Wine, Myths and Legends 2013
Leonard G. Logan, Jr.
Proprietor – Elizabeth’s Café & Winery
A Myth: “You should only drink white wine with fish”
The concept of drinking white wine with fish began as a food pairing with oily fish. The sharp acidity of some white wines were a perfect match with the fish instead of using lemon juice to cut the oil. Now, remember, there are three ingredients that tend to kill the taste of wine and result in a yuckie food pairing – these are vinegar, salt and lemon. Accordingly, don’t use lemon (if provided by a restaurant) with your fish if you are drinking a crisp white wine as an accompanying beverage. The wine alone will be the perfect pairing.
Innumerable dinners have discovered the joy of drinking red wine with fish. A seared tuna goes great with a red burgundy which is a Pinot Noir. There are no magic hard and fast rules – if you like it go with it.
MYTH: “Wine is only for special occasions.”
True and false – Wine is a wonderful accompaniment for special occasions. However, wine is merely a food and shouldn’t be limited to an occasional drinking at Special times. Wine consumption has taken on a certain snobbism in some places which is unfortunate. Folks, Wine is food – it is grape juice albeit a really good grape juice. It is made to be enjoyed with food in the company of lovers and friends. Accordingly, it may be consumed at most meals and enjoyed at gatherings. New studies are being released almost weekly touting the health benefits of reasonable wine consumption.
MYTH: “Champagne is only for special occasions.”
See above and fo Champagne, I defer to Madame Bollinger who responded when asked if she drank Champagne:
“I only drink Champagne when I’m happy, and when I’m sad. Sometimes I drink it when I’m alone. When I have company I consider it obligatory. I trifle with it if I am not hungry and drink it when I am. Otherwise I never touch it – unless I’m thirsty.”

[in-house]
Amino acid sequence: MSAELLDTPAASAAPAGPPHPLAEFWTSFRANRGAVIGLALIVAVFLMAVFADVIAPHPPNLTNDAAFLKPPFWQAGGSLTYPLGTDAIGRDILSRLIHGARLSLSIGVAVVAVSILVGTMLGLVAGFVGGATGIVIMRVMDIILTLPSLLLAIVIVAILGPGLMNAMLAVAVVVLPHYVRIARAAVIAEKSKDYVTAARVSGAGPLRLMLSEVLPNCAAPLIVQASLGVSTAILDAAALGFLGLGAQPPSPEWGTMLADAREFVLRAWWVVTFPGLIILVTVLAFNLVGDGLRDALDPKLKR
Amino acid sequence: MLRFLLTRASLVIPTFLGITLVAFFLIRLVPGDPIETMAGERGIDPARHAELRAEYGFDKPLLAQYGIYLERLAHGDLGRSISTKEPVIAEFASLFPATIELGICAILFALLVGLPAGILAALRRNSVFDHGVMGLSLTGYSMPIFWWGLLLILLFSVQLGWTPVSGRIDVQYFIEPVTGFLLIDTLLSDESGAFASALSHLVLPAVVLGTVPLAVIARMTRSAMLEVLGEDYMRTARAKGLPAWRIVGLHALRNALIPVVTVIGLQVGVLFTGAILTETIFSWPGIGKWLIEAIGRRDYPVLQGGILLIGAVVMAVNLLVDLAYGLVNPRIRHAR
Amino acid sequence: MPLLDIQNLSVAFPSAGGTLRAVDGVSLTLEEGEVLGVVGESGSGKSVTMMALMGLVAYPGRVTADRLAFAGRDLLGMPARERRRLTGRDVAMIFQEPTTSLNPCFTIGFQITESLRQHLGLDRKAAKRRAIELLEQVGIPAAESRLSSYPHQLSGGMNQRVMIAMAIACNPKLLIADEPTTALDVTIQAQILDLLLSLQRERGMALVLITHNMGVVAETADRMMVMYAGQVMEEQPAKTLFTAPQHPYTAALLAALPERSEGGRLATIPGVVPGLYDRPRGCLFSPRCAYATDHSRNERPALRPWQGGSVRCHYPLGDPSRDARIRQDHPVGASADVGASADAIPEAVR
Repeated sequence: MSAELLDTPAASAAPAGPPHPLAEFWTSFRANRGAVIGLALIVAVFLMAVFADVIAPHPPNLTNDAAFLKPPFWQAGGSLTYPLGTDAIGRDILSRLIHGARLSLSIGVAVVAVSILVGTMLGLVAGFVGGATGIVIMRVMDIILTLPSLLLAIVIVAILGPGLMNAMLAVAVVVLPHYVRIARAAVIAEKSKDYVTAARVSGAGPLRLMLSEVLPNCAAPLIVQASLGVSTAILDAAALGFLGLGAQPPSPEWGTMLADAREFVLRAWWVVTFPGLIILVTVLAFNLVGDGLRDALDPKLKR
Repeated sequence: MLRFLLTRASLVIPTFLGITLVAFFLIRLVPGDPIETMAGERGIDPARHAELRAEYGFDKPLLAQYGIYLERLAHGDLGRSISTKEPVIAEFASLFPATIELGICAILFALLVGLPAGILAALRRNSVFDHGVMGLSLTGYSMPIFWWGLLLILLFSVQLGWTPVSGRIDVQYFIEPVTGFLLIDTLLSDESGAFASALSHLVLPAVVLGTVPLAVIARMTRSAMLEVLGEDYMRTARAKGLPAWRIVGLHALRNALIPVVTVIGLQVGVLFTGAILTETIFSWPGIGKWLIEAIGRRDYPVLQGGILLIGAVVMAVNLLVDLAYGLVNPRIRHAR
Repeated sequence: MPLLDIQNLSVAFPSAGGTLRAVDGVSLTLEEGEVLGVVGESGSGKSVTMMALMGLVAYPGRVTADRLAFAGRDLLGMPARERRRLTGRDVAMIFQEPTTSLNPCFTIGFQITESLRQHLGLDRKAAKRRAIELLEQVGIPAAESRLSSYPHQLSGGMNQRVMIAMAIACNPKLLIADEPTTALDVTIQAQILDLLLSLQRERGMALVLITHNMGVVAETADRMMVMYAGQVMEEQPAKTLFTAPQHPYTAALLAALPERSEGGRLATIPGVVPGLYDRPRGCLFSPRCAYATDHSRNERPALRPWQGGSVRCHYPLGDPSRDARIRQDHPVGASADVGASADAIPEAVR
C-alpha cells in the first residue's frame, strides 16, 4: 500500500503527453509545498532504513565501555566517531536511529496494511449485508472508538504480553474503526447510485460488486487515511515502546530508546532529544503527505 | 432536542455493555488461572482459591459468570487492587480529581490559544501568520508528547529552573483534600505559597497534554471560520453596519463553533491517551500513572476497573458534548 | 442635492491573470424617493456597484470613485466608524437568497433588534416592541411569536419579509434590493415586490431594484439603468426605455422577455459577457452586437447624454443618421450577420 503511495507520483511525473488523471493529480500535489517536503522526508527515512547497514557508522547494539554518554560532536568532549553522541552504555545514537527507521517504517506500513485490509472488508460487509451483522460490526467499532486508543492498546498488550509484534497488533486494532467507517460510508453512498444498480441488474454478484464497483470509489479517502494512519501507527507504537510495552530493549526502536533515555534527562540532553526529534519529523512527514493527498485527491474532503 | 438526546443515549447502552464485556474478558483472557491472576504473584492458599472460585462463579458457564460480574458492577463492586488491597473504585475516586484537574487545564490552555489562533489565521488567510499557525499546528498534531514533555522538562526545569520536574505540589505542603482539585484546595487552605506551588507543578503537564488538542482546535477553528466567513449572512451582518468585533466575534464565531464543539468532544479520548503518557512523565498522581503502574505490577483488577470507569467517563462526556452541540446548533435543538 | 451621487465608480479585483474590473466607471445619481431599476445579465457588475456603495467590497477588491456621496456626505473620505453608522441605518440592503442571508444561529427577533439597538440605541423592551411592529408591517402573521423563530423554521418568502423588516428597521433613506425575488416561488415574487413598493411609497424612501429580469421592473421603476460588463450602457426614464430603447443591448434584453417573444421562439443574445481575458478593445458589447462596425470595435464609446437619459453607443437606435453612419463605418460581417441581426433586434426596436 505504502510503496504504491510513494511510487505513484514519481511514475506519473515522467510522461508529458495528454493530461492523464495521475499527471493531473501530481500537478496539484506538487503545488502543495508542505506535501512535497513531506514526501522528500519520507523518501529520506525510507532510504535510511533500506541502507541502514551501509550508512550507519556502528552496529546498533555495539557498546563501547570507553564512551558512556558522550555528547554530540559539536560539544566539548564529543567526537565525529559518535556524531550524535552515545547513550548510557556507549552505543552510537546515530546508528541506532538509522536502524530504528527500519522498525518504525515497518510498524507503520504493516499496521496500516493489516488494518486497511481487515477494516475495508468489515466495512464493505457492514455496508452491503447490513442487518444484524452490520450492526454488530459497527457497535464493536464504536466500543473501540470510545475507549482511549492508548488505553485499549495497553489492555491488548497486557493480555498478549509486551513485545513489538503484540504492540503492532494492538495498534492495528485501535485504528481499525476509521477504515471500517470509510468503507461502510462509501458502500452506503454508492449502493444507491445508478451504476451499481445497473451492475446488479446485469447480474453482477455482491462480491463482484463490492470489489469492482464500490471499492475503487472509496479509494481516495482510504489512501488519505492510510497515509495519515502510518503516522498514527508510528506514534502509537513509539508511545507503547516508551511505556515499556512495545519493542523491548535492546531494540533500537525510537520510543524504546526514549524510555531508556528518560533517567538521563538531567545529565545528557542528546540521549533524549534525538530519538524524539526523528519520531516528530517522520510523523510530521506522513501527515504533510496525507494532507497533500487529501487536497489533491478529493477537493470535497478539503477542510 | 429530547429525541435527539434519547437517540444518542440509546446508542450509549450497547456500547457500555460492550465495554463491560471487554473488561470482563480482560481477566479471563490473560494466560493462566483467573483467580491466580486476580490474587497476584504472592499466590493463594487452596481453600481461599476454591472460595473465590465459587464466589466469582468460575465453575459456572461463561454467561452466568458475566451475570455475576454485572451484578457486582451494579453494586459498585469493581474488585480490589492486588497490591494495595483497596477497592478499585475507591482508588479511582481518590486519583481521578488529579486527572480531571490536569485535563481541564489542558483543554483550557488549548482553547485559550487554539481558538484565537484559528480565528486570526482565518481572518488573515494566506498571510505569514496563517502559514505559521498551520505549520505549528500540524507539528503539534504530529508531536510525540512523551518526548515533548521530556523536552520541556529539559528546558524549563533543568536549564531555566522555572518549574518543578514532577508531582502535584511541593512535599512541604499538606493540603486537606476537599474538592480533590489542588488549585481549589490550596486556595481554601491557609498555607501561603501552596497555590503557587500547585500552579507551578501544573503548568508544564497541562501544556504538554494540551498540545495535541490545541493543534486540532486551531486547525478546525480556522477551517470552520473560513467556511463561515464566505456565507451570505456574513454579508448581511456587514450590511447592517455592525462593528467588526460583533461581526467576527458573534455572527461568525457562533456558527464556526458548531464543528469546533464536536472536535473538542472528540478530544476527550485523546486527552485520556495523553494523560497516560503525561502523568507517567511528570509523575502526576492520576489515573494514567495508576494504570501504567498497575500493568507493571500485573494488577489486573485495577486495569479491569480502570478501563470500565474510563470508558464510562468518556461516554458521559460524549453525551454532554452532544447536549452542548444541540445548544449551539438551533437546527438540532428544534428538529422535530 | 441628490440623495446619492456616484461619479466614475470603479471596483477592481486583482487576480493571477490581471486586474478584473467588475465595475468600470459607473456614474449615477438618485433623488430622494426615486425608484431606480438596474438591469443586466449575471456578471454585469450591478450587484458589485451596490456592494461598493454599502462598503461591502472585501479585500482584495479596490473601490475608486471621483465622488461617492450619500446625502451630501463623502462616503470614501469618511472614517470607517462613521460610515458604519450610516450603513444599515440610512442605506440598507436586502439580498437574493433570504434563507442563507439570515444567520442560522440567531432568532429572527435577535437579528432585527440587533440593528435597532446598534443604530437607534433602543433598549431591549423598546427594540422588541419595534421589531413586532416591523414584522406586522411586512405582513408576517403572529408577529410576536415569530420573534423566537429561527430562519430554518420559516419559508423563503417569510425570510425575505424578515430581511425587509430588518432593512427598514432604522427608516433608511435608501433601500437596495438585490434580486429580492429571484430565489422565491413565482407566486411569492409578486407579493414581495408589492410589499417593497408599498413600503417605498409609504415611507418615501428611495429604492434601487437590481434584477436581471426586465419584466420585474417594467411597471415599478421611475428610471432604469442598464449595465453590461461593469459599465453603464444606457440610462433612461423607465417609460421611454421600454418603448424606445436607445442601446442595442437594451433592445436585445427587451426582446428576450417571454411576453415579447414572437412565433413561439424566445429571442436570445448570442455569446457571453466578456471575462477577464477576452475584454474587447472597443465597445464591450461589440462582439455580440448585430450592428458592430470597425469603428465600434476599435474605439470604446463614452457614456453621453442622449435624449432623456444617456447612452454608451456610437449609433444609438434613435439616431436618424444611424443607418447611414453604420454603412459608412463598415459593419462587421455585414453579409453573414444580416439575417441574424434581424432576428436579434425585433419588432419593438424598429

MYTH : “White wine should be served cold and red wines served at room temperature.”
We are often asked questions about serving temperature for our wines.
As a general rule in this country most restaurants and people serve white wines too cold and red wines too warm. Our perception of a wines taste is affected by the temperature. We taste by our tongue only sweet, sour, salt, bitter, and unami. The real taste of wine and food is obtained from vapors that reach the upper nasal cavity by inhaling or from vapors rising from behind the palate after swallowing.
A very cold wine will release few flavor vapors. At 60 to 65 degrees most wines are capable of releasing their full flavor components. As a wine is chilled it tastes crisper, fruitier and drier but looses fullness and complexity. Above 65 degrees ethyl alcohol is released and as a wine warms the alcohol dilutes the flavor components and numbs the nerves.
Most home refrigerators are chilled to approximately 38 degrees to keep milk icy cold. Only the poorest jug wines should be served directly from a home refrigerator. These wines have little complexity or acidity and cold makes them appear crisp and thirst quenching while at the same time hiding their flaws.
White Wine – An outstanding rich and complex Chardonnay will release best flavors between 50 and 60 degrees. For those used to wines served palate numbing directly from the refrigerator our wines may appear “warm.” However, each wine has an ideal temperature which enhances the complexity of the wine while at the same time maintaining a refreshing tartness. We attempt to serve wines at Elizabeth’s as close as possible to this ideal temperature. Rieslings, Chenin Blanc’s, and some other white wines are meant to be served colder. We serve these wines and our wines by the glass at a cooler temperature.
Champagne should be served cold at approximately 45 degrees.